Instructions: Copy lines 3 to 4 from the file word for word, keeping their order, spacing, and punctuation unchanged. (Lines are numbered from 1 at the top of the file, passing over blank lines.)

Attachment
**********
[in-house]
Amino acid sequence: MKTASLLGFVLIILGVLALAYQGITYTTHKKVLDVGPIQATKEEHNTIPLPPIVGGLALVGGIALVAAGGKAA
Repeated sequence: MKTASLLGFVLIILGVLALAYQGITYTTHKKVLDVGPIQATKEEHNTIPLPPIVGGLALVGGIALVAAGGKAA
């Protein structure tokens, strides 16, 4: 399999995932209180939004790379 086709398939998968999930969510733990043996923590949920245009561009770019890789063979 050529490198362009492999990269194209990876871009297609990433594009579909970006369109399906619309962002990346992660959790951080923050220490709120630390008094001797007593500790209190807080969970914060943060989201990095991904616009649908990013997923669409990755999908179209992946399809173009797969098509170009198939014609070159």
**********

Repeated sequence: MKTASLLGFVLIILGVLALAYQGITYTTHKKVLDVGPIQATKEEHNTIPLPPIVGGLALVGGIALVAAGGKAA
């Protein structure tokens, strides 16, 4: 399999995932209180939004790379 086709398939998968999930969510733990043996923590949920245009561009770019890789063979 050529490198362009492999990269194209990876871009297609990433594009579909970006369109399906619309962002990346992660959790951080923050220490709120630390008094001797007593500790209190807080969970914060943060989201990095991904616009649908990013997923669409990755999908179209992946399809173009797969098509170009198939014609070159």